2) Ferry travel: Or better known as the ‘high speed passenger catamaran’ for those sans voiture. Of all the ways I was travelling around, the ferry was my favourite. It was the best place to clean up and get water (crucial activities while on foot with a tent), as well as people watch or stare out at the passing islands. The coastline varies so greatly, showing off deep fjords, stark mountain cliffs, or even a glacier, that it is never a boring ride and certainly saved my stomach from having to drive down the winding coastline.

I learned a lot about Norwegian culture from the ferry rides. It all started at the port, often in the early morning. As I waited for the boat to arrive, the locals would also make their way down to the docks: preparing to greet family members (whom always returned to these small communities, for the love of their island or fjord runs deep), drop off packages to be sent away or wait to pick up a load of groceries arriving from the mainland, or just to catch up on the latest happenings in the area as the latest news travelled by word of mouth hopping from port to port.

On the ferry, people would settle in to the comfortable seats in the large seating area and promptly get themselves breakfast: coffee (black!), hotdog or waffle (see below), and ice cream. I met an older man on one ferry who was heading back home to his fishing village after visiting the dentist on the mainland. He was a sailor, now retired, and had visited over 90 countries in his life through the fishing and cruising industry. This was a story I heard many times from the people living up there- world travelled, returned home. His name was Fred, which means ‘Peace’ in Norwegian. How lovely.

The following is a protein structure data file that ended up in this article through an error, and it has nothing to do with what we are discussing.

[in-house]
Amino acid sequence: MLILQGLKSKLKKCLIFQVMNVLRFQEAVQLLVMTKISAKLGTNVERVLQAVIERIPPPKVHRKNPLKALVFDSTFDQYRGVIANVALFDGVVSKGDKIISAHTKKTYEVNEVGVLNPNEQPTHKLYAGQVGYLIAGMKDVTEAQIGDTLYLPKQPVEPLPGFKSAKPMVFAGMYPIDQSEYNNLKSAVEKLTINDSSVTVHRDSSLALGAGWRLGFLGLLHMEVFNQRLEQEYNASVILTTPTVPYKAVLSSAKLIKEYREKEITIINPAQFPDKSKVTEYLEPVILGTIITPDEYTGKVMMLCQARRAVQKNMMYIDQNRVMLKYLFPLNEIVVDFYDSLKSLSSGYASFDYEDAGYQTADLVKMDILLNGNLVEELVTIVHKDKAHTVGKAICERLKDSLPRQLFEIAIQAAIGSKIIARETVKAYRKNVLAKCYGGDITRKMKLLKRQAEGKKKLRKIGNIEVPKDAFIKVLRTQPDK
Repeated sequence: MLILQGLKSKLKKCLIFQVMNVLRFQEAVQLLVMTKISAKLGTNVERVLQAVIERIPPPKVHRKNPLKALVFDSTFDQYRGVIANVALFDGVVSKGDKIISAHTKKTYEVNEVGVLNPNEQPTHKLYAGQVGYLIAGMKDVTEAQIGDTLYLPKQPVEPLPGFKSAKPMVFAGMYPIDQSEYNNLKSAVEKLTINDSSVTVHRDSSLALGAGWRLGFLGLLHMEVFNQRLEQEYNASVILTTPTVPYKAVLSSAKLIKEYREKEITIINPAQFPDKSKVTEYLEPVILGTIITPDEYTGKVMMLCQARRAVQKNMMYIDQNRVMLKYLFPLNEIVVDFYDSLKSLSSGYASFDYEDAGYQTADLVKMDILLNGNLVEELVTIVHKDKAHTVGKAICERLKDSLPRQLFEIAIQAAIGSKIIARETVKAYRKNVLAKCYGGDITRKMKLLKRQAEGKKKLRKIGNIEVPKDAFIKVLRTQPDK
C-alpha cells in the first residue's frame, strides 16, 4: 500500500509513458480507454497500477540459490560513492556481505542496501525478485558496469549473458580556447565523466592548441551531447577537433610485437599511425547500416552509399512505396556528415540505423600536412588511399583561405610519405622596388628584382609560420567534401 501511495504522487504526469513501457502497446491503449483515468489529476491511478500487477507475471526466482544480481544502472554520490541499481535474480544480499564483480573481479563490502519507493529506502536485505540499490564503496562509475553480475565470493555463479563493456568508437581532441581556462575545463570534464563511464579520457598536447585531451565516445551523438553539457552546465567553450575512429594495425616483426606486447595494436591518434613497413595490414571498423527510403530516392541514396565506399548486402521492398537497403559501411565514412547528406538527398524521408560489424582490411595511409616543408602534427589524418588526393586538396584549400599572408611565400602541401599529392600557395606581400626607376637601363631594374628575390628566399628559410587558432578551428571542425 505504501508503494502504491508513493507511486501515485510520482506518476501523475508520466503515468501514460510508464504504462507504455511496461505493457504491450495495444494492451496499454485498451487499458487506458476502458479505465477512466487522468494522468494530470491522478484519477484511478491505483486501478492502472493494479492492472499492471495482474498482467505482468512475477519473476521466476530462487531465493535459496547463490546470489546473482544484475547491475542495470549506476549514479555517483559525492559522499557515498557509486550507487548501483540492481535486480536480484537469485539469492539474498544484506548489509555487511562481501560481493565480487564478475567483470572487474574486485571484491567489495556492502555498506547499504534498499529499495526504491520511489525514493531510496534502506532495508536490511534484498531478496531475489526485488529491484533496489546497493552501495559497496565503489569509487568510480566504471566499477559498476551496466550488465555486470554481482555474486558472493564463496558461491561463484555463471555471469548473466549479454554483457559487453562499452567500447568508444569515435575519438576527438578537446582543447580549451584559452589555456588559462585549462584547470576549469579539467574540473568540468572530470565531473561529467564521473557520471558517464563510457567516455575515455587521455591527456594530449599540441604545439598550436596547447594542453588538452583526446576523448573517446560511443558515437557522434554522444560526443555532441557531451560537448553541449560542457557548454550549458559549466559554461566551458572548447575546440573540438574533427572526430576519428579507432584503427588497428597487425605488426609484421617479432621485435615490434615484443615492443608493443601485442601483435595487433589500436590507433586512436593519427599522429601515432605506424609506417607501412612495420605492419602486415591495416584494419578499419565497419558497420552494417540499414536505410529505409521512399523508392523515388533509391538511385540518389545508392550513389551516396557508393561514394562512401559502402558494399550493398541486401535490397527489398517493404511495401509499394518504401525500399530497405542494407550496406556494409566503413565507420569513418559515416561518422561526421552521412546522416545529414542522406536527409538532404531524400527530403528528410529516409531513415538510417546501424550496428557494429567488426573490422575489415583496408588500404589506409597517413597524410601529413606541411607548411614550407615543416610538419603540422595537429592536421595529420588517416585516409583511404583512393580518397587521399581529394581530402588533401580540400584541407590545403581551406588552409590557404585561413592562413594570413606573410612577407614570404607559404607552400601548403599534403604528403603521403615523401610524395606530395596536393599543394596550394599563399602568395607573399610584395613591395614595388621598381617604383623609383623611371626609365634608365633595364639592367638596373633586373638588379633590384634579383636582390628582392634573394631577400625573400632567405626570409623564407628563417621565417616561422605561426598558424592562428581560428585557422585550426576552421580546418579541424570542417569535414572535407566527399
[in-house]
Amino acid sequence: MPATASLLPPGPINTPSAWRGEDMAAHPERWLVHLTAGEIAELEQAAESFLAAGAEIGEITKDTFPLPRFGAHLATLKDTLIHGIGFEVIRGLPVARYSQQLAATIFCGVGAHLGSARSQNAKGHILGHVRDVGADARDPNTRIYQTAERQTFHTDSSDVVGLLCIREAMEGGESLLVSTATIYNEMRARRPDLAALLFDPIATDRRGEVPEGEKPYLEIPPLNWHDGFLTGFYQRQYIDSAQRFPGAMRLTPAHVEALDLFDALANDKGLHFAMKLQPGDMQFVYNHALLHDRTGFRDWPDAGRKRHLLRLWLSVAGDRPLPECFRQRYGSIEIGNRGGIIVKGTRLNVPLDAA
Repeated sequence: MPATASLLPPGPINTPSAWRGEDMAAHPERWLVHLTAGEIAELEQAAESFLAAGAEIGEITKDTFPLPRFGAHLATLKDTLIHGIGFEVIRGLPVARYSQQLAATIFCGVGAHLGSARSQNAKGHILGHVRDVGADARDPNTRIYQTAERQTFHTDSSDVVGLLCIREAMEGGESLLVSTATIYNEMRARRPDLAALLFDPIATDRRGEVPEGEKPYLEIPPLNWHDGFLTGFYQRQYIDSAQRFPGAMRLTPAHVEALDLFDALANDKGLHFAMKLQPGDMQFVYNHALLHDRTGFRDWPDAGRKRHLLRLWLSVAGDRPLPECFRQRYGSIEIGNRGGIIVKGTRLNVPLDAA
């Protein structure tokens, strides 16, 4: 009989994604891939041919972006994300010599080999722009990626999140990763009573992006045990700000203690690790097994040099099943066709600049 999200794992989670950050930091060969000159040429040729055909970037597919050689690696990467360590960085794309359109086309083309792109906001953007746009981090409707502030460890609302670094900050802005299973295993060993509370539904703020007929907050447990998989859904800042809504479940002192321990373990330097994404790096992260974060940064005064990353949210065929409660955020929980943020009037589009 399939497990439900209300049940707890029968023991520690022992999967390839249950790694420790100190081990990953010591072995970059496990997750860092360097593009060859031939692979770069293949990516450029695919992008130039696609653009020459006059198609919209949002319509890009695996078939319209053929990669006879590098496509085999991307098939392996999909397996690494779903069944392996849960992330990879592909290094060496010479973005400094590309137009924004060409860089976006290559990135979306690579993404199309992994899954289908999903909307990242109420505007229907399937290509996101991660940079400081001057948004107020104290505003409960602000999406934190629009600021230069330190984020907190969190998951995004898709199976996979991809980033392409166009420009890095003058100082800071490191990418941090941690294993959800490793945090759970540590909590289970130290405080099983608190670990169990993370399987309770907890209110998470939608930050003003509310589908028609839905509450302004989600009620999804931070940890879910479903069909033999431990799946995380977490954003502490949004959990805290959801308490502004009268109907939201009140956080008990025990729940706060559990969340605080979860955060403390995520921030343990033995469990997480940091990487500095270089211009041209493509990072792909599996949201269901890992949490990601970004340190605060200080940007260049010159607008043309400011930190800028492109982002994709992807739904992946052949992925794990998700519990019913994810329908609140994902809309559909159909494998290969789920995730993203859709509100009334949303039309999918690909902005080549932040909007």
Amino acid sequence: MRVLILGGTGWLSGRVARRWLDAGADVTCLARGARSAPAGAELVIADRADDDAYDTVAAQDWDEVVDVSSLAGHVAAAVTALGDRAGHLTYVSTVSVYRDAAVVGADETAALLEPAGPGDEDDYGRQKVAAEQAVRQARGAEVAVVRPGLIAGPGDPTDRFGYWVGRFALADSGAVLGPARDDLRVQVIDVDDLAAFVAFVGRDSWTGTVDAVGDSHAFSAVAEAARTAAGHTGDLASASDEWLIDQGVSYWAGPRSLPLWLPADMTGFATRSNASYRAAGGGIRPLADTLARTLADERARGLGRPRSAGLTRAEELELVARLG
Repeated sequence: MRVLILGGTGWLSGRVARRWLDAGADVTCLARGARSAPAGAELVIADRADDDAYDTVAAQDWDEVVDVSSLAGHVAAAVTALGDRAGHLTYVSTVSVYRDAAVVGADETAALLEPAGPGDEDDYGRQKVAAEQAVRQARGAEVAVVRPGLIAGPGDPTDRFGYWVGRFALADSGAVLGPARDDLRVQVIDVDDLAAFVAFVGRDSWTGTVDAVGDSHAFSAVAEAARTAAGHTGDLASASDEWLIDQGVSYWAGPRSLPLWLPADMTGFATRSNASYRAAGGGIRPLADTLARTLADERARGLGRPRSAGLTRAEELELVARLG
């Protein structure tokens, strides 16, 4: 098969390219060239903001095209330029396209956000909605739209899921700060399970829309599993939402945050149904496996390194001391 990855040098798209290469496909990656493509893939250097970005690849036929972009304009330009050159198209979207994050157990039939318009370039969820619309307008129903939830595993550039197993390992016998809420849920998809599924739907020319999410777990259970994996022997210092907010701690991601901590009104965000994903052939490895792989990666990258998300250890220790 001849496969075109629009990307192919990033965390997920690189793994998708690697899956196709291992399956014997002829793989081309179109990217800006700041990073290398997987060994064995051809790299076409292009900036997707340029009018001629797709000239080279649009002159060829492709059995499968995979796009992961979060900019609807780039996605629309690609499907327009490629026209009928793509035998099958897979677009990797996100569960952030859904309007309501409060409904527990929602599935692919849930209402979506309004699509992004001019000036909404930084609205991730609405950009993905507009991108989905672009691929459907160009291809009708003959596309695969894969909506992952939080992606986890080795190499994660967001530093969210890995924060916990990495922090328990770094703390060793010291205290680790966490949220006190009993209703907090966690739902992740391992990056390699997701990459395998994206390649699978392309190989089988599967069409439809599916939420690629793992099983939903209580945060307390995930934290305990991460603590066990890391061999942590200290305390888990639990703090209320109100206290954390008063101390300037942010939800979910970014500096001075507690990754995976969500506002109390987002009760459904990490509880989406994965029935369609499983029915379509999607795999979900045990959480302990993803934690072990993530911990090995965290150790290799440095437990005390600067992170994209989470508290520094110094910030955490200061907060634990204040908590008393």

Early morning ferry to Bodo
Navigating the islands
Svartisen glacier on the mainland

4) ‘Seeing is believeing’ scales: We read about it in the guidebook but didn’t understand how it could be true. Fata Morgana is the effect of the ultra clear air in the North which throws off your eye as it allows you to see easily more than 75 km, when normally the range would be 20 km. The mainland islands were often within sight, and the distance across fjords seemed within an arm’s reach. We were often getting confused by just how clear the mountains appeared with no haze to filter the view or creating fuzz around the edges, only clear crisp silhouettes.

What a joy it was to take photos there, as they really turned out as stunning and intense as what we were seeing.

5) Wild blueberries and raspberries: A forager’s delight. Even though it was late summer, and much of the tourism had died down since the midnight sun was long over, the flora was still bursting, almost vibrating, with life as the 20 hours of sunlight still beat down above the Arctic Circle. The variety of colour on the ground we walked over reminded me of the streets of Zurich after Faschnacht (a religious holiday somehow mixing Easter and Halloween), seeing evidence of the festivities from the array of colourful confetti in every corner.

Blueberries and raspberries I confidently recognized and picked with vigour. The blueberries were small, similar to the mountain ones I know in Alberta. But the raspberries were sweeter and more intense than any I knew previously. I devoured them up, bending down and straining through the prickles with my huge backpack on, probably to the amusement of the locals on their regular dog route. Everyone has equal access to the land, and I wasn’t about to let it go to waste.

Breakfast blueberries
Andy in a sea of red confetti berries

So if you are ever up in that part of the world, the most important piece of advice I could give is to just take a deep breath of the clear air. From this you’ll begin to know the scent of the fishing history, of fresh sunlit ferns and junipers, and the pureness of an untouched mountain dreamland.

* some trips are more spontatneous, see: Barbados, Jura crest, Iceland…